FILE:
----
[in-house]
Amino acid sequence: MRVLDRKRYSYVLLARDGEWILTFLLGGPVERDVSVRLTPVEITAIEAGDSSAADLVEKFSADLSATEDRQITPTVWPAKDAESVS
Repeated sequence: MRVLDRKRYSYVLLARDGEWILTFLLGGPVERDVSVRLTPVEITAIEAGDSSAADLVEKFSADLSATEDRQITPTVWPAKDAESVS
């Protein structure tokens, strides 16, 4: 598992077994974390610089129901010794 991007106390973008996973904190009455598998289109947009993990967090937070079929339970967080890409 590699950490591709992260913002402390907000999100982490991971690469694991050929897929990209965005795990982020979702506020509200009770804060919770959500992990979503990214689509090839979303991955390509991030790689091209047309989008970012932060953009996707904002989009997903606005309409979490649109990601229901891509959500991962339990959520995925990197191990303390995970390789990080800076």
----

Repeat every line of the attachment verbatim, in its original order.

[in-house]
Amino acid sequence: MRVLDRKRYSYVLLARDGEWILTFLLGGPVERDVSVRLTPVEITAIEAGDSSAADLVEKFSADLSATEDRQITPTVWPAKDAESVS
Repeated sequence: MRVLDRKRYSYVLLARDGEWILTFLLGGPVERDVSVRLTPVEITAIEAGDSSAADLVEKFSADLSATEDRQITPTVWPAKDAESVS
């Protein structure tokens, strides 16, 4: 598992077994974390610089129901010794 991007106390973008996973904190009455598998289109947009993990967090937070079929339970967080890409 590699950490591709992260913002402390907000999100982490991971690469694991050929897929990209965005795990982020979702506020509200009770804060919770959500992990979503990214689509090839979303991955390509991030790689091209047309989008970012932060953009996707904002989009997903606005309409979490649109990601229901891509959500991962339990959520995925990197191990303390995970390789990080800076």